DOI:10.4103/jclpca.jclpca_33_17  
Background and Objectives: The prevalence of orofacial clefts shows considerable international variation. African studies show a low prevalence of these congenital malformations and this could be due to poor record keeping and a lack of data capturing. The aim of this study was to create an electronic database and to perform an epidemiological survey of all orofacial clefts seen at the MOHC, Cleft Clinic from its inception in 2003 to December 2014. Materials and Methods: Records of 383 patients were obtained and data transferred into Microsoft Access. Gender, ethnicity, site of cleft lip, and palate, as well as a family history of cleft lip and palate were recorded. Data analysis was primarily of a descriptive nature and categorical data was summarized by frequency counts and percentage calculations. Results: Forty seven percent of patients presented with unilateral clefts, 23% presented with bilateral, and 30% presented with clefts of the palate. Clefts on the left side accounted for 56.4% and on the right side 43.58%, thus making clefts on the left side more common. Clefts affecting the lip and palate accounted for 45.8%, those affecting the lip 24.2% and those affecting only the palate 30%. The most common cleft was a bilateral complete cleft and it was found in 15.3% of females and 16.78% of males. Facial clefts were found in 2.4% of patients. A positive family history of orofacial clefts was found in 5.48% with cousins being the most affected. Black patients accounted for 94.52% of those affected. Females were more affected than males, and in both genders the most common cleft identified was that of a bilateral complete cleft. Conclusion: An electronic epidemiological database of orofacial clefts at the MOHC has been recorded.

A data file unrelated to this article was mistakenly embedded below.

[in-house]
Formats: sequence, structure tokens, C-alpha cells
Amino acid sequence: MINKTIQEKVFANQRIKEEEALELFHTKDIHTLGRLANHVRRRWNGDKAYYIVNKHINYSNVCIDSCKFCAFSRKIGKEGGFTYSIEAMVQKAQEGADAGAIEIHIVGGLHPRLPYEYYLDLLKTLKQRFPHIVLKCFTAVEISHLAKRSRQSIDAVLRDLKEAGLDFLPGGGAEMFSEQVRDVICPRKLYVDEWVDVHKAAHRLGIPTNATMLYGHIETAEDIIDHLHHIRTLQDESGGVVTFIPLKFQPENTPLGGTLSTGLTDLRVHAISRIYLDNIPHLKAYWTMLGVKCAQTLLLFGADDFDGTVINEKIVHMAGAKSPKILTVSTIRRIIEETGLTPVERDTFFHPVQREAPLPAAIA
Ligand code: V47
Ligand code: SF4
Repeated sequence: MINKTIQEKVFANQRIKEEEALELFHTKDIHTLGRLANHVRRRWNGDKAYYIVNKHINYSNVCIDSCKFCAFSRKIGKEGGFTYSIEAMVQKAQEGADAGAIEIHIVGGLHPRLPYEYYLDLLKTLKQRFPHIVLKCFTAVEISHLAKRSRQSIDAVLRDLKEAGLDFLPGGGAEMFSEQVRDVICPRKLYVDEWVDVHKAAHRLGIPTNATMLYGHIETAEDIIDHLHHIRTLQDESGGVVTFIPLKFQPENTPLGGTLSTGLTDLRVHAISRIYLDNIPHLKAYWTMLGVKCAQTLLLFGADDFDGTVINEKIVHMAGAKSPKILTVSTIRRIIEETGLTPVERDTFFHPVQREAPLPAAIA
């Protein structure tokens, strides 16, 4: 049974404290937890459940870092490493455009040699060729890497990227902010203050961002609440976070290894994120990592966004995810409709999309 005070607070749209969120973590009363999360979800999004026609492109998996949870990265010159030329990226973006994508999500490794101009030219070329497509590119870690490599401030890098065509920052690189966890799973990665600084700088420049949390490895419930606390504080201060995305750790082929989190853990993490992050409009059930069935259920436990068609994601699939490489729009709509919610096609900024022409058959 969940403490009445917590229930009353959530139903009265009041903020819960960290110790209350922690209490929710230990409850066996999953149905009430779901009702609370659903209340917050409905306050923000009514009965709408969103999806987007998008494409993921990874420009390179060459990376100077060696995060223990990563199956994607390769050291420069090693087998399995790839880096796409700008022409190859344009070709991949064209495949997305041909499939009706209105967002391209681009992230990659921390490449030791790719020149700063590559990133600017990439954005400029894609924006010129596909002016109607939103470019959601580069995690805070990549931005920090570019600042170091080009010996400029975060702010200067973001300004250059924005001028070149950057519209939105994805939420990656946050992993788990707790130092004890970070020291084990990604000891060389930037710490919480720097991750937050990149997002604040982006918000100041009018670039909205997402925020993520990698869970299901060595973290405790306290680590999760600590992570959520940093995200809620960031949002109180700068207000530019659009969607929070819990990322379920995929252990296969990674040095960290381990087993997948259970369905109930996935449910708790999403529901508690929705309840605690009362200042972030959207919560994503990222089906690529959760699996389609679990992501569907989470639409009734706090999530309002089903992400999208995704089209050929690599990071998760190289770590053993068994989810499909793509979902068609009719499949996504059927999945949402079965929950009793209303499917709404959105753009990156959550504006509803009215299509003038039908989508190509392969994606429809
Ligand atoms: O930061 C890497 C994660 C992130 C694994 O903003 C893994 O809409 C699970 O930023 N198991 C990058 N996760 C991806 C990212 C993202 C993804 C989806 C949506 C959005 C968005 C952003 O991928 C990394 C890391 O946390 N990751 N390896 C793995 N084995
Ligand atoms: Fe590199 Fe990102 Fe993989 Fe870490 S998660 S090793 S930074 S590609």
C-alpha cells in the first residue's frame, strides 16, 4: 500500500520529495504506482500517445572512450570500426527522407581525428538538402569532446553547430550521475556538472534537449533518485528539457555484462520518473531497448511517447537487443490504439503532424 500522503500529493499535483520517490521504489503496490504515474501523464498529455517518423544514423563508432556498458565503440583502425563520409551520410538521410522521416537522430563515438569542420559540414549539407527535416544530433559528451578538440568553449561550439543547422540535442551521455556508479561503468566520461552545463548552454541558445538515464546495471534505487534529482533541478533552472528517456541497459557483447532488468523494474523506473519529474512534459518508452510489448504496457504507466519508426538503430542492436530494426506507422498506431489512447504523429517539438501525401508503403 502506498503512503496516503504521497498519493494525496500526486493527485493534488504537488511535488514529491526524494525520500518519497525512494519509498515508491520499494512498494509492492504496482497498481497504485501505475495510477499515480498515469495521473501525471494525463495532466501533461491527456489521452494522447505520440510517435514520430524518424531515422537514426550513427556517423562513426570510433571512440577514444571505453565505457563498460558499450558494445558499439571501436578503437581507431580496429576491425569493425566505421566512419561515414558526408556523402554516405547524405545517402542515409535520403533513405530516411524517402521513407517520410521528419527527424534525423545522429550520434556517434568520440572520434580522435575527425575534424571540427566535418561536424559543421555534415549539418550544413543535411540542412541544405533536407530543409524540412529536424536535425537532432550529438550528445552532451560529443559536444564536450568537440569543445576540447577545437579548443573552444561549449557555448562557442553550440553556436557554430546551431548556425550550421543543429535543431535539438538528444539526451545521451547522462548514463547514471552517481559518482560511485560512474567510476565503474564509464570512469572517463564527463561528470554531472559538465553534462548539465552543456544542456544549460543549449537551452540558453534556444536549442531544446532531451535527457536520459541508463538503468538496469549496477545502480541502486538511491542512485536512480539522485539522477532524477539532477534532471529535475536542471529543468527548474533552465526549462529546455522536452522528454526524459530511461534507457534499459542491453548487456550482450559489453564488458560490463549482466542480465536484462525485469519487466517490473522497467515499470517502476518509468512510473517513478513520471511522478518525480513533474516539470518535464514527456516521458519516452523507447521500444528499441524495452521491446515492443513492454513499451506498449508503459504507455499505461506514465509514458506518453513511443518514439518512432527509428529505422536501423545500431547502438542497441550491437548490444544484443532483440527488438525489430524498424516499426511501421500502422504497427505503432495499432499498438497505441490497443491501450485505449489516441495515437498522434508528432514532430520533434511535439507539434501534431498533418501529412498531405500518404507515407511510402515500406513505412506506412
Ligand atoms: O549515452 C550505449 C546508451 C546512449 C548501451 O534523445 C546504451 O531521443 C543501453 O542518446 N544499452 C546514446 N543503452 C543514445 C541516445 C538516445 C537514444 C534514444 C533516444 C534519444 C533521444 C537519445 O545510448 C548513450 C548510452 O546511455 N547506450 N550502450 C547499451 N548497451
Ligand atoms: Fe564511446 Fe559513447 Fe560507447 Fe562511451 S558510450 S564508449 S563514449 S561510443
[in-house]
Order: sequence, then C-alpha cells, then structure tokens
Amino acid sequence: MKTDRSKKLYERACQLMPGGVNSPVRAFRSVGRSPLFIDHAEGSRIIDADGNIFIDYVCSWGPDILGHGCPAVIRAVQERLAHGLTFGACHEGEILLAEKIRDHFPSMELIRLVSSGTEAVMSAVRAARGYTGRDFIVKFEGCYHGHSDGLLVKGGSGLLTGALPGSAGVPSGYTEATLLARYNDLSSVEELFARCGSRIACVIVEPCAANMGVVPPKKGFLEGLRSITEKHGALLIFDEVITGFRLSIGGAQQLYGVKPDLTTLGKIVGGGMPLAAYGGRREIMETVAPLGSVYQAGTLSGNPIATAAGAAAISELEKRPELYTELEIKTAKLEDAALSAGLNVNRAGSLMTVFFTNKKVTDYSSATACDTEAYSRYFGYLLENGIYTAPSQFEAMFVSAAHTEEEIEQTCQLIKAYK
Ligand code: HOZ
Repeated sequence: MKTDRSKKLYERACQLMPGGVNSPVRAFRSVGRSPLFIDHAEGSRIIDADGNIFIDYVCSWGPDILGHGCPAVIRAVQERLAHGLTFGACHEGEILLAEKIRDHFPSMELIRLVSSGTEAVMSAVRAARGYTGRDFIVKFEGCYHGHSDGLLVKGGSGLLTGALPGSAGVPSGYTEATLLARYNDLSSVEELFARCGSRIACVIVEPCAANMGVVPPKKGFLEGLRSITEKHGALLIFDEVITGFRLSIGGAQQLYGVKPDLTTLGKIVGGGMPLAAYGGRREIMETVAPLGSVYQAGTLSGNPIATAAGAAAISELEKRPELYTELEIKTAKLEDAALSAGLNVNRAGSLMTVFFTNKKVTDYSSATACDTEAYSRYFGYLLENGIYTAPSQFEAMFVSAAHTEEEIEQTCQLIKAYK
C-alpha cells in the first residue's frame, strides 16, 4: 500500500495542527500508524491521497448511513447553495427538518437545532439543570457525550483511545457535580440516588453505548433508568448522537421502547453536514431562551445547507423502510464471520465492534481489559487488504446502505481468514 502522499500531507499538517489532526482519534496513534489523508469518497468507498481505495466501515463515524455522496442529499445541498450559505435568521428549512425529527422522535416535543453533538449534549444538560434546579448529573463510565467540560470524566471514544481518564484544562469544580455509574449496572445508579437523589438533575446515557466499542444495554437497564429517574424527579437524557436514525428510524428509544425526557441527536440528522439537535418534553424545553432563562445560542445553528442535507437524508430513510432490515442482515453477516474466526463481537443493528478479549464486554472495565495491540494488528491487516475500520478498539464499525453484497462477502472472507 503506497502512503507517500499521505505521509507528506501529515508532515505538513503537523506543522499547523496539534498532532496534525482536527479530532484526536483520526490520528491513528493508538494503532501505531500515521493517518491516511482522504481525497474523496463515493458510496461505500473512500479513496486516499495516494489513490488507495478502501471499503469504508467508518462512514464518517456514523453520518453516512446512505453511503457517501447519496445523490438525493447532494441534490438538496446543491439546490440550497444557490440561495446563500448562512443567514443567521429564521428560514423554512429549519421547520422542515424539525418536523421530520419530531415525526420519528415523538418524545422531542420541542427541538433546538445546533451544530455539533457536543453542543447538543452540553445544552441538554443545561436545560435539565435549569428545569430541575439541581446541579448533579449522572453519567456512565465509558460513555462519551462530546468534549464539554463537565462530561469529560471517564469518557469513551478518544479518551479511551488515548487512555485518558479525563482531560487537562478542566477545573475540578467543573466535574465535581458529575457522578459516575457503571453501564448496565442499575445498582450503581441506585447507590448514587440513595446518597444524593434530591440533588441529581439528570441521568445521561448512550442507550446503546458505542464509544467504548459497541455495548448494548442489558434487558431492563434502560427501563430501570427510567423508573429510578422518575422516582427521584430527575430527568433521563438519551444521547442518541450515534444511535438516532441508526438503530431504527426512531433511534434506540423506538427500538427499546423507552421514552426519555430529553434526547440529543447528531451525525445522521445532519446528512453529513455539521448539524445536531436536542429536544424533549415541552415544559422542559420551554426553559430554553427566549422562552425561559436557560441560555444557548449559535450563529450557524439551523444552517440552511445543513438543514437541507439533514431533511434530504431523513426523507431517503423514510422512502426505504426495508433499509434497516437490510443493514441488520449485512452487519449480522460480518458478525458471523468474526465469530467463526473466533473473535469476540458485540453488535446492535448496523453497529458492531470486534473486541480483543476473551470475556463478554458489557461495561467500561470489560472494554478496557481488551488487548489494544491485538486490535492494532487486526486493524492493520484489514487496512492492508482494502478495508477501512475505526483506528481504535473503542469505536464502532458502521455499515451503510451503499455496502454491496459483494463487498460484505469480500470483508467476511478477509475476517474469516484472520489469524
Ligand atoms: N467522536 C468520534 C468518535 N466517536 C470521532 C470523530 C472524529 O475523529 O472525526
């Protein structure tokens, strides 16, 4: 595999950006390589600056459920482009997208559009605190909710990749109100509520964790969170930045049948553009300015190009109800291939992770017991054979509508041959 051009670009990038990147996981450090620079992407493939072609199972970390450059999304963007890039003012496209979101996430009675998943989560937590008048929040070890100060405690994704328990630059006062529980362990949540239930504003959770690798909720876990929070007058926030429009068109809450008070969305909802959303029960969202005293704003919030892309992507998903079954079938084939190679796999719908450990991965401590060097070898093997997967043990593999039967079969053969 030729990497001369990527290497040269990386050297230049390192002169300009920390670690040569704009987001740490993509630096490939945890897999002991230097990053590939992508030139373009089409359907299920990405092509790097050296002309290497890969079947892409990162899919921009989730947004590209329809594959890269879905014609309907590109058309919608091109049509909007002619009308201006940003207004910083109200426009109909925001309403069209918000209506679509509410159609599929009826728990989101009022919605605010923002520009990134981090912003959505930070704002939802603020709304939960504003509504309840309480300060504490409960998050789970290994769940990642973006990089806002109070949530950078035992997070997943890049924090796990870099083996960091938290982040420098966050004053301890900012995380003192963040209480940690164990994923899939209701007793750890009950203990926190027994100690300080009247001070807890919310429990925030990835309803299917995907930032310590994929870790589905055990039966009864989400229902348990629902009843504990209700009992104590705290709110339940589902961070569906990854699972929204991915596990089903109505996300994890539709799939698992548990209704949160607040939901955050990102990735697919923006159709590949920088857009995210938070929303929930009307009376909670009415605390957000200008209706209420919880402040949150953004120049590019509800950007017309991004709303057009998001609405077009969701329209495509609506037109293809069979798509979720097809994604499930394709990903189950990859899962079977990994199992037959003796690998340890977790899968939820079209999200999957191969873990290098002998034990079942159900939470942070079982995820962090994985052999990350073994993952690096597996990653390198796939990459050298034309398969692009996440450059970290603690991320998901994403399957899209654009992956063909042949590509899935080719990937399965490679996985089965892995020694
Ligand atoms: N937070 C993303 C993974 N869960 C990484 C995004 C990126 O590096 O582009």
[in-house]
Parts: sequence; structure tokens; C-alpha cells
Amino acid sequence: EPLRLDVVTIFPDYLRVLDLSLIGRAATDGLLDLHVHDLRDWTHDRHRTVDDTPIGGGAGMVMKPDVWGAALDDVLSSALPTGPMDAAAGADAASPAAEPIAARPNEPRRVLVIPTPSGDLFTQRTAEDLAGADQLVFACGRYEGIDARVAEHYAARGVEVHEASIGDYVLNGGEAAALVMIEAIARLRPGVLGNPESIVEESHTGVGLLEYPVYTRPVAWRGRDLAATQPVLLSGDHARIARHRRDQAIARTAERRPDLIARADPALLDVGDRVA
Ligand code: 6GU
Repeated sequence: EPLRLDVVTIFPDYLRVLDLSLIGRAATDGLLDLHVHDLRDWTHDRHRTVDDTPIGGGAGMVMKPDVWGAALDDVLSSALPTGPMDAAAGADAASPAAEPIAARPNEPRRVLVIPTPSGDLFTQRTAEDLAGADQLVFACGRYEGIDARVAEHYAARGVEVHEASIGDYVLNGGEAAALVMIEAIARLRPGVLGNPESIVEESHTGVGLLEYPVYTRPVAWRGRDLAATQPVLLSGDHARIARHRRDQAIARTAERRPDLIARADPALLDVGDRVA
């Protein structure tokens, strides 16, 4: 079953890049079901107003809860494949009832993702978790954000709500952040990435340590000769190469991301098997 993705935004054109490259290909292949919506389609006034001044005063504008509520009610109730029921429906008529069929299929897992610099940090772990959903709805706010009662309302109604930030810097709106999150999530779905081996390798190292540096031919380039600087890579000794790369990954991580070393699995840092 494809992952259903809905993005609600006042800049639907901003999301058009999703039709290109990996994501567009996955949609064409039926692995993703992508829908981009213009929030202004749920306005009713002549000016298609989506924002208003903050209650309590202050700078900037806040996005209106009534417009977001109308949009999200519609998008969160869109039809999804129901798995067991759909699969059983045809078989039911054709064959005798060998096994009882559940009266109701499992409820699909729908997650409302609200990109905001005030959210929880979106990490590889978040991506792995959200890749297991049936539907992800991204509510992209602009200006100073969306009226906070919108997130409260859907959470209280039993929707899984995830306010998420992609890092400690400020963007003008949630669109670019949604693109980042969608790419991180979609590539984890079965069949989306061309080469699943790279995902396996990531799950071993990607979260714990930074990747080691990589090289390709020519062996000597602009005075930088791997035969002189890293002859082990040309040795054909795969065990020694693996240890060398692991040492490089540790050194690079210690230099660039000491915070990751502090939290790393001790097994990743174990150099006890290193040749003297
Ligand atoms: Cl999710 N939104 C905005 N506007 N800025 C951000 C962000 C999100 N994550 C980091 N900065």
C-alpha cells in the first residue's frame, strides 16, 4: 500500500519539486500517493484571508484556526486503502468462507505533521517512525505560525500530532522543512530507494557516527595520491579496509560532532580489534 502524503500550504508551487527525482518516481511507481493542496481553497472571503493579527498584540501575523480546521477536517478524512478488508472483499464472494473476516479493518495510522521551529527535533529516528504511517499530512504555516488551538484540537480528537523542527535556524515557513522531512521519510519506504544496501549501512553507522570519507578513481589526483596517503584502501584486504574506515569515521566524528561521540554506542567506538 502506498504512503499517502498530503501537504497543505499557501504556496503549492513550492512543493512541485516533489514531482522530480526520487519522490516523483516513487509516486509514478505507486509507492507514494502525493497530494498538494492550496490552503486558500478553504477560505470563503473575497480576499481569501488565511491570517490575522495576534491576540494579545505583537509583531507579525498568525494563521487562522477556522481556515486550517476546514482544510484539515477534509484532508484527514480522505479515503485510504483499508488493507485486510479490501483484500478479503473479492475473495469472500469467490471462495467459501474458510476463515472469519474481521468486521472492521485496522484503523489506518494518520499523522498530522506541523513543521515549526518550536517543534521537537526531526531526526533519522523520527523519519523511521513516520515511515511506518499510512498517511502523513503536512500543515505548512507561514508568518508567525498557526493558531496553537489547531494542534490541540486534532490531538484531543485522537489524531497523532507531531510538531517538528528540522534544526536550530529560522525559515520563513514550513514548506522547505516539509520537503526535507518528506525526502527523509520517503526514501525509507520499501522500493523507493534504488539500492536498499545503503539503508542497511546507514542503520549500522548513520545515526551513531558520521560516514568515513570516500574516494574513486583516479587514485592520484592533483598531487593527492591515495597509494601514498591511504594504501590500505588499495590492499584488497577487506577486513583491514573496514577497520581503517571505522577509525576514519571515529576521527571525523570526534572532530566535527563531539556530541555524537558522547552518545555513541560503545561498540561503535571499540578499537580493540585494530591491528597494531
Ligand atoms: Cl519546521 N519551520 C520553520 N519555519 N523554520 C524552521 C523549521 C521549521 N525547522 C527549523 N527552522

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Z-Plasty technique using a large C-flap to maximize symmetry of Cupid´s bow and minimize scar in unilateral cleft lip repair p. 28
Sanjay Naran, Renata Maricevich, Lorelei Grunwaldt
DOI:10.4103/jclpca.jclpca_42_17